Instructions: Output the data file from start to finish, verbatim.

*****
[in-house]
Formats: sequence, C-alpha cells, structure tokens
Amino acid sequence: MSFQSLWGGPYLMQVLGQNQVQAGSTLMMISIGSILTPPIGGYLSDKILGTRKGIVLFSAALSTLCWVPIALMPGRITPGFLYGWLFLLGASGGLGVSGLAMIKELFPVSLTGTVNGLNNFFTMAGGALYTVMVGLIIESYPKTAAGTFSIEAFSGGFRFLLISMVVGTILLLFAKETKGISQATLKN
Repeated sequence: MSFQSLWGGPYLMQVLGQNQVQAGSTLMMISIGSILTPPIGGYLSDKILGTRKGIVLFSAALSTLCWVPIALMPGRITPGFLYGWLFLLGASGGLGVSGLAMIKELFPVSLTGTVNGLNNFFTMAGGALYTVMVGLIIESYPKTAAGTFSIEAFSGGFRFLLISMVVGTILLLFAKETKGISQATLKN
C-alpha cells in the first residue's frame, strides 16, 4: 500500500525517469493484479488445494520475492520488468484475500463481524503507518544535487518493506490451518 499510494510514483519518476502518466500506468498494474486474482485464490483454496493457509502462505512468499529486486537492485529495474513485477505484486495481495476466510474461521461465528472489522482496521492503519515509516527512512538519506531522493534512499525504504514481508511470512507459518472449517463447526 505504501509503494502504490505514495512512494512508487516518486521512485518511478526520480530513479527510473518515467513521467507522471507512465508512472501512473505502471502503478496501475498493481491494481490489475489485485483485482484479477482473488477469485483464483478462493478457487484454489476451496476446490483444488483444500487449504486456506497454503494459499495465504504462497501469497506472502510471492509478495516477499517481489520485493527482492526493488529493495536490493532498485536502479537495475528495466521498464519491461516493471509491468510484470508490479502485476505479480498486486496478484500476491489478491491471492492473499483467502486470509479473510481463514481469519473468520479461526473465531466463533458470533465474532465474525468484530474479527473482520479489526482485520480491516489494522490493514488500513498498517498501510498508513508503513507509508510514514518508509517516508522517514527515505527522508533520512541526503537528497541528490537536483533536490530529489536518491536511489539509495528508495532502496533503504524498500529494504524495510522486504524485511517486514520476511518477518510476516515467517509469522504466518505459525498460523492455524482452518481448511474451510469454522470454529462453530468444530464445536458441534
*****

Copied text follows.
[in-house]
Formats: sequence, C-alpha cells, structure tokens
Amino acid sequence: MSFQSLWGGPYLMQVLGQNQVQAGSTLMMISIGSILTPPIGGYLSDKILGTRKGIVLFSAALSTLCWVPIALMPGRITPGFLYGWLFLLGASGGLGVSGLAMIKELFPVSLTGTVNGLNNFFTMAGGALYTVMVGLIIESYPKTAAGTFSIEAFSGGFRFLLISMVVGTILLLFAKETKGISQATLKN
Repeated sequence: MSFQSLWGGPYLMQVLGQNQVQAGSTLMMISIGSILTPPIGGYLSDKILGTRKGIVLFSAALSTLCWVPIALMPGRITPGFLYGWLFLLGASGGLGVSGLAMIKELFPVSLTGTVNGLNNFFTMAGGALYTVMVGLIIESYPKTAAGTFSIEAFSGGFRFLLISMVVGTILLLFAKETKGISQATLKN
C-alpha cells in the first residue's frame, strides 16, 4: 500500500525517469493484479488445494520475492520488468484475500463481524503507518544535487518493506490451518 499510494510514483519518476502518466500506468498494474486474482485464490483454496493457509502462505512468499529486486537492485529495474513485477505484486495481495476466510474461521461465528472489522482496521492503519515509516527512512538519506531522493534512499525504504514481508511470512507459518472449517463447526 505504501509503494502504490505514495512512494512508487516518486521512485518511478526520480530513479527510473518515467513521467507522471507512465508512472501512473505502471502503478496501475498493481491494481490489475489485485483485482484479477482473488477469485483464483478462493478457487484454489476451496476446490483444488483444500487449504486456506497454503494459499495465504504462497501469497506472502510471492509478495516477499517481489520485493527482492526493488529493495536490493532498485536502479537495475528495466521498464519491461516493471509491468510484470508490479502485476505479480498486486496478484500476491489478491491471492492473499483467502486470509479473510481463514481469519473468520479461526473465531466463533458470533465474532465474525468484530474479527473482520479489526482485520480491516489494522490493514488500513498498517498501510498508513508503513507509508510514514518508509517516508522517514527515505527522508533520512541526503537528497541528490537536483533536490530529489536518491536511489539509495528508495532502496533503504524498500529494504524495510522486504524485511517486514520476511518477518510476516515467517509469522504466518505459525498460523492455524482452518481448511474451510469454522470454529462453530468444530464445536458441534